The revised code with support for WebP:

{# Create transforms#}
{% set imageSizes = [{ width: 600 }, { width: 800 }, { width: 1000 }, { width: 1200 }] %}
{% set transformedImages = craft.imager.transformImage(image, imageSizes) %}

{# If the server has support for WebP, create transforms #}
{% if craft.imager.serverSupportsWebp() %}
    {% set transformedImagesWebp = craft.imager.transformImage(image, imageSizes, { format: 'webp' }) %}
{% endif %}

{# Output picture element with a separate source for clients that support WebP #}
<picture>
    {% if craft.imager.serverSupportsWebp() %}
        <source sizes="100vw" srcset="{{ craft.imager.srcset(transformedImagesWebp) }}" type="image/webp">
    {% endif %}

    <img src="{{ craft.imager.base64Pixel() }}" sizes="100vw" srcset="{{ craft.imager.srcset(transformedImages) }}">
</picture>

Voila, you're delivering WebP to the users who have support for it!

In this example, the type attribute on the source means that if a browser supports images of type image/webp, it'll use that source set instead of the default one on the img element. Browsers that don't have support will use the default one.

To check if your code is working, open up a browser with WebP support (that's probably Chrome), and one which doesn't (Firefox is a good alternative). Open up the inspector tools, go to the network tab, and load your page (or this article). You'll see that Chrome is loading the file with the webp extension, while Firefox loads our good old jpg (or whatever the original file format was).

Alternative ways to deliver WebP images

Another way to deliver WebP images is by using Imager's clientSupportsWebp() template variable. It'll use the header information sent by the browser to determine if the client supports WebP or not. You could use it like this:

{# If the client has support for WebP, create WebP images, if not, use default #}
{% set imageSizes = [{ width: 600 }, { width: 800 }, { width: 1000 }, { width: 1200 }] %}
{% if craft.imager.serverSupportsWebp() and craft.imager.clientSupportsWebp() %}
    {% set transformedImages = craft.imager.transformImage(image, imageSizes, { format: 'webp' }) %}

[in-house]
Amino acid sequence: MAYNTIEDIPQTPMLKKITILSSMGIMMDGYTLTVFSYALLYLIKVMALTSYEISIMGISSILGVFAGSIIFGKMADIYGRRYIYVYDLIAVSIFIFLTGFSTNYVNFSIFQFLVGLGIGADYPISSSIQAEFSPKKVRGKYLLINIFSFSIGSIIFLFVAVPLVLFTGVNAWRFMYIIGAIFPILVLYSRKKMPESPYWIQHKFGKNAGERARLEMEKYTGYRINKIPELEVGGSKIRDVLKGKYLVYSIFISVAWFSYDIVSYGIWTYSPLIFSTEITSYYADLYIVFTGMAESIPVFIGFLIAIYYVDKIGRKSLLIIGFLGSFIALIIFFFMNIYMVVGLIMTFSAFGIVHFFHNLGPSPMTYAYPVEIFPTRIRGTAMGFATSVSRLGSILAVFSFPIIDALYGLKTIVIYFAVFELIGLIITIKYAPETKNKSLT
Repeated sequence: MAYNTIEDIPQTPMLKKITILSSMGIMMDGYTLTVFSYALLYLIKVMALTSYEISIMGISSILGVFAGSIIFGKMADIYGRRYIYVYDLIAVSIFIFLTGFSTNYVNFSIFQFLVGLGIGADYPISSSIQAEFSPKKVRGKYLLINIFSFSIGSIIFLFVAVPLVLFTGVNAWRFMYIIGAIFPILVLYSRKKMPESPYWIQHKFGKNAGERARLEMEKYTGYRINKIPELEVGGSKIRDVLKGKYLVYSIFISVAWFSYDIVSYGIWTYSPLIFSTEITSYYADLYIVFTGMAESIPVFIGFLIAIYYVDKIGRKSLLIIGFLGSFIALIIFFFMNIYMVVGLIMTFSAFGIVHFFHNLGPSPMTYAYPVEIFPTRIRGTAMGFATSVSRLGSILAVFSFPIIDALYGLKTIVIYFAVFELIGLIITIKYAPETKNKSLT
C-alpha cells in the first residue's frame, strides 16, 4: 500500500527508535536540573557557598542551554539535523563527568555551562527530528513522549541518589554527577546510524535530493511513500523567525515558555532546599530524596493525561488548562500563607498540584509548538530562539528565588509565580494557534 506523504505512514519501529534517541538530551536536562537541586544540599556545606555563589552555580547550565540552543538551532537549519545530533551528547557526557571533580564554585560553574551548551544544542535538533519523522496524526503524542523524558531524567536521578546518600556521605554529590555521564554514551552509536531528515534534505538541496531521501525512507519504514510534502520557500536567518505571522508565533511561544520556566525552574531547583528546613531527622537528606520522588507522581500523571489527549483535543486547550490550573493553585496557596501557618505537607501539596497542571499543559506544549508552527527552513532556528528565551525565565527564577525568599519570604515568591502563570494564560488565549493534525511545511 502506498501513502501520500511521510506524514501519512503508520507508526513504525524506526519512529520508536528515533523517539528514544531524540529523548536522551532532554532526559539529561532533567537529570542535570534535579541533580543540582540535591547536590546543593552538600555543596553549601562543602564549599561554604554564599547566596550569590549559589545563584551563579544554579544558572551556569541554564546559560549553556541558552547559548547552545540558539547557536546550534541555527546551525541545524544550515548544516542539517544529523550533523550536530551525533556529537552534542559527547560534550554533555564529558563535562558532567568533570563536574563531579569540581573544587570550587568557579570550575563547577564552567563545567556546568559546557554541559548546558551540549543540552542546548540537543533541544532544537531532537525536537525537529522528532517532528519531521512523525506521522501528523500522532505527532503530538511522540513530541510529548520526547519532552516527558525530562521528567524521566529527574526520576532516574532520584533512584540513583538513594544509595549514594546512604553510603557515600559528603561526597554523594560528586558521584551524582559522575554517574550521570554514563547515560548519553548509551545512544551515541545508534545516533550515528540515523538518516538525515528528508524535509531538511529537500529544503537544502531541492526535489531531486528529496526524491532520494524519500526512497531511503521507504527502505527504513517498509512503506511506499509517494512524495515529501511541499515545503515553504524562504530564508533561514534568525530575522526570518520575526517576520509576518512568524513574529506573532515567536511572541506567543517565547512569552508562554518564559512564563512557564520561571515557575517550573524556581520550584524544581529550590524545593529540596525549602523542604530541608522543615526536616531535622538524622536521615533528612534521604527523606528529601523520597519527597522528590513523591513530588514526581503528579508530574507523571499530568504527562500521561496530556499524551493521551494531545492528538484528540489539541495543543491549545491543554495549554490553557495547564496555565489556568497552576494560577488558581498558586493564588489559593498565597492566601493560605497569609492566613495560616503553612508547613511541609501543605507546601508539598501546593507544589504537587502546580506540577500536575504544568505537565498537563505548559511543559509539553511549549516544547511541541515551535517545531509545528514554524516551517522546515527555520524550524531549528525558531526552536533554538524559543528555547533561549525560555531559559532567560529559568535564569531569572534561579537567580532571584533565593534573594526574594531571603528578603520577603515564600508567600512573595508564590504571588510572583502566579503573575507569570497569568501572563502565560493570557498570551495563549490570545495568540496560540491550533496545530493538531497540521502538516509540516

{% else %}
    {% set transformedImages = craft.imager.transformImage(image, imageSizes) %}
{% endif %}

{# Output picture element with a separate source for clients that support WebP #}
<img src="{{ craft.imager.base64Pixel() }}" sizes="100vw" srcset="{{ craft.imager.srcset(transformedImages) }}">

Looks tempting, but there's a caveat.

The huge caveat with this is that you're now delivering different markup to different users. That means that if you're using any kind of caching, you need to make sure that the cache varies based on WebP support. With Craft's template caching you could do something like this:

{% cache using key "my-content" ~ (craft.imager.clientSupportsWebp ? "-with-webp") %}  
...
{% endcache %}

If you use Varnish, Fastly, CloudFlare Railgun, or any other kind of front-side cache, I'd strongly recommend against using client sniffing for WebP support, it'll unleash a can of worms on you. 

An alternative way of doing client sniffing is doing it at the webserver level, in your Apache or nginx configuration. I don't really see the benefits of doing this, so I haven't explored this approach.

Summary (and a last word of caution) 

In this article I've shown how you can deliver WebP images to your users with Craft and Imager. It's easily available, and although it might not be appropriate for all kinds of projects, it could make a real difference if you're especially conscientious about performance optimisations.

My only word of caution isn't actually related to WebP – more to using Imager. The most common issue that people contact me about is their servers timing out or running out of memory due to the strain they're putting on their server trying to create too many image transforms. If you add support for WebP, you'll need to create twice as many image transforms, which means you'll spend even more CPU cycles and memory. Web-servers were never intended to be good at image manipulation, and the number of image transforms that we ideally would like in this age of responsiveness is not always achievable. It's important that you find a good balance between the performance gains for the end user, and the cost of creating them. There are several strategies for creating image transforms faster with Imager, but that's a topic for a later blog post! :-)

If you liked this article or have any questions, leave a comment below or let me know on Twitter or in the Craft Slack.